Here is the pdf.
Trappist abbeys are placed in flat landscapes because [they] impel the mind to the contemplation of last things.
Another reason for moving to Westray was an urge to be able to see the horizon, such as this one today:
After spending a few moments contemplating this horizon, I walked a bit further and came across hundreds of Guillemots perched on ledges on cliff faces.
I watched as they dived from the ledges, for a few seconds plunging towards the sea, then frantically flapping their wings, levelling off for a while, then landing on the surface of the water a few hundred yards from the cliff. Presumably they were looking for food.
I watched others return in a roughly inverse movement, low across the water before ascending sharply back up to the ledges, to rejoin huddles of others. Why do they huddle? For warmth and shelter, perhaps to share the food they have caught?
There were hundreds of them, along with hundreds more gulls circling in arcs around the cliffs. Contemplation of last things seems to matter less when faced with such an abundance of life.
Another reason I was excited about moving to Westray was the possibility of being part of a community. I am unsure what community means exactly, but I am becoming more aware of how it feels.
Anyone driving past you in Westray will signal a greeting with their hand. When they pass you in the street, they say hello. I spent last weekend on Orkney mainland, and missed this.
Graham runs a taxi service that services the airstrip. If you call or text him he will come to your house to pick you up on the way. As Graham dropped us off at the airstrip, he then changed into his fire-retardant suit to take up his role as fire officer. It is not uncommon for people to have a number of jobs or take part in a number of committees, not all of which are paid.
Hans Jonas talks about the importance of, 'Letting more inconvenience into our lives'. I have been asked to consider joining the fire and coastguard services. What am I prepared to do for the community?
I have joined a Quaker group. I am yet to understand fully the gravity of sitting with others in silent worship, but it is not the same as sitting in solitude.
A member of the group is allowing me to use her house to write something I am working on. When I asked how I get in to the house when coming to write, she replied, 'You open the door.' Doors are left open, keys are left in cars. The library does not require proof of address. There is trust and generosity; perhaps these are requirements of community.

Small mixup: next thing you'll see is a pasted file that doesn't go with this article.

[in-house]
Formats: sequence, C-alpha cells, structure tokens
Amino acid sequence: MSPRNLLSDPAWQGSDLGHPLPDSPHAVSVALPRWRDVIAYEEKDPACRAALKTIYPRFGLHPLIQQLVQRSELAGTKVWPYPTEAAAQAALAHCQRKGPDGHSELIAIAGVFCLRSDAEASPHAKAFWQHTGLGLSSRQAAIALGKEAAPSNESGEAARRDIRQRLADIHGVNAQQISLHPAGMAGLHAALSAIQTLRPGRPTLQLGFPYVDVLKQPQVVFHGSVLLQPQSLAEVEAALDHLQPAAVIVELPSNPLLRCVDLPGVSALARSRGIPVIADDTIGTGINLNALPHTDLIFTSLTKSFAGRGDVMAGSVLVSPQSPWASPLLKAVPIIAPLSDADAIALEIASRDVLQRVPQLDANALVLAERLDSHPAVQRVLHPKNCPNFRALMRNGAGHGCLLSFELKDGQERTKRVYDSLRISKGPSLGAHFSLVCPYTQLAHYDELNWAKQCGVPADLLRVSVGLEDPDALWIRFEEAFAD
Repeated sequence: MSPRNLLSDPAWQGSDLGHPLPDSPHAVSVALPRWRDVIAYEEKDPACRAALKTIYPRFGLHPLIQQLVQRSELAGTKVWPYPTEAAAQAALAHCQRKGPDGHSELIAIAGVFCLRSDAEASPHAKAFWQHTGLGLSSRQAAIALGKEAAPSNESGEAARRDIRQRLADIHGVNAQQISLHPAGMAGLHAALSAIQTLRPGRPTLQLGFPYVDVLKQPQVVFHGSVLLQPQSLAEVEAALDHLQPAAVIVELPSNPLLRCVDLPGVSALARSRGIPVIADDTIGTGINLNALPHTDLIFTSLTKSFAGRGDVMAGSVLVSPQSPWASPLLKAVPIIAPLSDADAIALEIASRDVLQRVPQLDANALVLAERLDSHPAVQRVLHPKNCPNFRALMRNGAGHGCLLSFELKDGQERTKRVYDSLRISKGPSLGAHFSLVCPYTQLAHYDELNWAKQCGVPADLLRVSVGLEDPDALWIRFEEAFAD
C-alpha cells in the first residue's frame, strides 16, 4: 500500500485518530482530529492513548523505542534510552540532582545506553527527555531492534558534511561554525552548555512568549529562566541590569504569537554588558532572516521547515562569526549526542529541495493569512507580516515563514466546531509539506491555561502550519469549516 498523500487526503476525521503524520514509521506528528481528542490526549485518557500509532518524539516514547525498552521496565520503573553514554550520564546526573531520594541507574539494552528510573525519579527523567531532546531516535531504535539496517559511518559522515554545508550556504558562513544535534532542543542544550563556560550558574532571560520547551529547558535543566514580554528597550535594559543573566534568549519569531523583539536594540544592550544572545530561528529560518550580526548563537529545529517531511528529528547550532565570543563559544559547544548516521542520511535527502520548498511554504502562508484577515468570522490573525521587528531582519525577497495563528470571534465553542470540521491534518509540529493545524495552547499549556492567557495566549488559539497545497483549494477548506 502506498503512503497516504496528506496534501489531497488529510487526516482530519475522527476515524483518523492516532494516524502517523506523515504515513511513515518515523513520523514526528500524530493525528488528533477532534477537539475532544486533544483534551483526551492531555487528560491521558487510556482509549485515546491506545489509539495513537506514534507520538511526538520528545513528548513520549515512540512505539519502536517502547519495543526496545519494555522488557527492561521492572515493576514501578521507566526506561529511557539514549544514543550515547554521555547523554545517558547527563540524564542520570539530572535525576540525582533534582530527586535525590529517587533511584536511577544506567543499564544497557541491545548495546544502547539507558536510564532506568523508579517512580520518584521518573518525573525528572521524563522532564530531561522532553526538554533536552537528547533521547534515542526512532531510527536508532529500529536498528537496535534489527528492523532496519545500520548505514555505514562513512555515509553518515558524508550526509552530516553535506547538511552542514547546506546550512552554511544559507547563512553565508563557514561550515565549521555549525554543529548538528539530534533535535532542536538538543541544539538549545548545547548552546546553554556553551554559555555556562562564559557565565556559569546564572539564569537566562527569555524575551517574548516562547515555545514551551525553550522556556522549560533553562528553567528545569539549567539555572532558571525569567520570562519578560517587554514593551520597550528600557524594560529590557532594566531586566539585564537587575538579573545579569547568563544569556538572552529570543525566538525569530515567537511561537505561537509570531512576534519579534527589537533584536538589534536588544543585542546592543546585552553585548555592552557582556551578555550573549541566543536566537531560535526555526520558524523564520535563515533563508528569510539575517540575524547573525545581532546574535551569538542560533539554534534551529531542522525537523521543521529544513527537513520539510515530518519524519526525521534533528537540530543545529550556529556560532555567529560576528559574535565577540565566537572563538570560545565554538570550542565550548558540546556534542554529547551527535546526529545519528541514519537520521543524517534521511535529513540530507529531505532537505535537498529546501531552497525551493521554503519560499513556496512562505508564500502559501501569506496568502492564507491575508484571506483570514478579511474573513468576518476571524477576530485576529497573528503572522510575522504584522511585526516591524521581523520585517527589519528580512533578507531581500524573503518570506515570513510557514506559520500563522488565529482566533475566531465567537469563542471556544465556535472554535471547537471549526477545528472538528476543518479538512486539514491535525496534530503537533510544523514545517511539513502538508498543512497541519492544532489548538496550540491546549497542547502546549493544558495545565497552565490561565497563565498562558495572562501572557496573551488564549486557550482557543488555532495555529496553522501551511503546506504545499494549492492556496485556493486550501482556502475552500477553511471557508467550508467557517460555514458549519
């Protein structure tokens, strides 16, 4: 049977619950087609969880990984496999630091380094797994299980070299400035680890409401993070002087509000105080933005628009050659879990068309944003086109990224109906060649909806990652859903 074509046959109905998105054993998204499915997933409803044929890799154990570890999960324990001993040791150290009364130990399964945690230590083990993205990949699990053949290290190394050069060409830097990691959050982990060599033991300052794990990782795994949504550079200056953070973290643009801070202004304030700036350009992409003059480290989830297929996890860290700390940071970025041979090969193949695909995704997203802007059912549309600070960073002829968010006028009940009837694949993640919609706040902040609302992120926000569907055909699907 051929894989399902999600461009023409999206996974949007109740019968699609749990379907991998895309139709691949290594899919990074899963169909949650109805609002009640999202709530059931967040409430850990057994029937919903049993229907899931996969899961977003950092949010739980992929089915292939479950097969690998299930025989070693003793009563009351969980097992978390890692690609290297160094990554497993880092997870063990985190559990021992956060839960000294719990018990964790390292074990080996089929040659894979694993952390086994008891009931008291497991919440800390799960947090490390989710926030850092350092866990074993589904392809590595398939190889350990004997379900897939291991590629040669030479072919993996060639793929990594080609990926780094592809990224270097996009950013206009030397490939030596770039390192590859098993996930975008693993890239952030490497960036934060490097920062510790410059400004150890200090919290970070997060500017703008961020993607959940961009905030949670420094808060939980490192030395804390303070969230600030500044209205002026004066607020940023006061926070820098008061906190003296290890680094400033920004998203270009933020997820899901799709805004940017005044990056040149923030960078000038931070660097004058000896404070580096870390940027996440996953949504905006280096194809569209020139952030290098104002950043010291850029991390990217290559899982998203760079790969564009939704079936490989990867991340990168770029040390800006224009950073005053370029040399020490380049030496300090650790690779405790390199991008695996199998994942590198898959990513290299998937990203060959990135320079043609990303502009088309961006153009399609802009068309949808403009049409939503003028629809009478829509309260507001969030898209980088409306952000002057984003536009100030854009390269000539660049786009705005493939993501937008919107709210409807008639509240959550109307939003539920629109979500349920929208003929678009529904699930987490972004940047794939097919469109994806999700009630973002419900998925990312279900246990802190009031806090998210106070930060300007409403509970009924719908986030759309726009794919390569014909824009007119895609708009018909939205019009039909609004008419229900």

In communities there are others who might feel similar to how we feel, perhaps about something that is not easily expressed, or perhaps not held in common with many, but is deeply felt.
I have not forgotten the words spoken by a member of the group following a recent ATM Science of Education working group meeting: 'These meetings are a lifeline for me.'
Each separate being in the universe returns to the common source.
One of the reasons I was excited about moving to Westray was the possibility of becoming closer to something, to gain some kind of insight.
You could call it nature, perhaps the 'common source', or what Joseph Campbell calls the 'Great Mystery'. Perhaps it is contact with Bennett's conscious energy that passes through us all always, but is rarely noticed. How might one gain insight into the mystery?
According to Genesis 1:2, the earth began as void before, 'the Spirit of God moved over the surface of the waters', causing movement. I liken this to the movement of the mind. From where does this wandering arise, and why?
[Compare this with Vishnu floating on the cosmic sea, dreaming reality into existence. How is it that we believe we participate in dreams?]
In yoga, one aims to stop the wandering of the mind, but might the work be in working towards a life of stillness, a return to serenity?
Silence may provide the stillness through which we might notice higher energies working through us. PD Ouspensky suggests we may all benefit from breaking the 'habit of talking'.
There is serenity in immersing oneself in nature - in the whole of which we are a part - and 'Taking time to linger in those moments that we become fascinated in objects.' (JG Bennett)
There is a danger of grasping for insight. Insight may come if we remain, as Heidegger noted, 'open to the mystery'. The waves, in their natural rhythm, bring the sea towards us.
After all this solitude, I have found serenity from being able to spend more time with those I love, a return to the source of family. This is truly a gift. As Pierre Lacout suggests:
In this inward quiet, the soul must not be concerned with thinking much, but with loving much.
[Thank you Mike for inspiring me to write something...]